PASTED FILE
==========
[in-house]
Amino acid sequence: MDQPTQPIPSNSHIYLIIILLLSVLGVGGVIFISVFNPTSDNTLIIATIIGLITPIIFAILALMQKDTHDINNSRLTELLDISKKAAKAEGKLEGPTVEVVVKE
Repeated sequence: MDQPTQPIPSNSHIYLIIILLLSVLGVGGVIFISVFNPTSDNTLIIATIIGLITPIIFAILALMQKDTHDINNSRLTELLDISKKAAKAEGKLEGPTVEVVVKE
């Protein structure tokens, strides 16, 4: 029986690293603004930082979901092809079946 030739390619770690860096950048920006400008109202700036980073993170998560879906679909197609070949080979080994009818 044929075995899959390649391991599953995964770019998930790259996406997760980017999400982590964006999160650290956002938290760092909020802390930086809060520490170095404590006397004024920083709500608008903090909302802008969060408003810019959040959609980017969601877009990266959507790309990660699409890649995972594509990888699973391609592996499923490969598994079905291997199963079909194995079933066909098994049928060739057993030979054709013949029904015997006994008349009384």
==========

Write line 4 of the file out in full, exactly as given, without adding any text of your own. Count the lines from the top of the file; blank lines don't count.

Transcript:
């Protein structure tokens, strides 16, 4: 029986690293603004930082979901092809079946 030739390619770690860096950048920006400008109202700036980073993170998560879906679909197609070949080979080994009818 044929075995899959390649391991599953995964770019998930790259996406997760980017999400982590964006999160650290956002938290760092909020802390930086809060520490170095404590006397004024920083709500608008903090909302802008969060408003810019959040959609980017969601877009990266959507790309990660699409890649995972594509990888699973391609592996499923490969598994079905291997199963079909194995079933066909098994049928060739057993030979054709013949029904015997006994008349009384």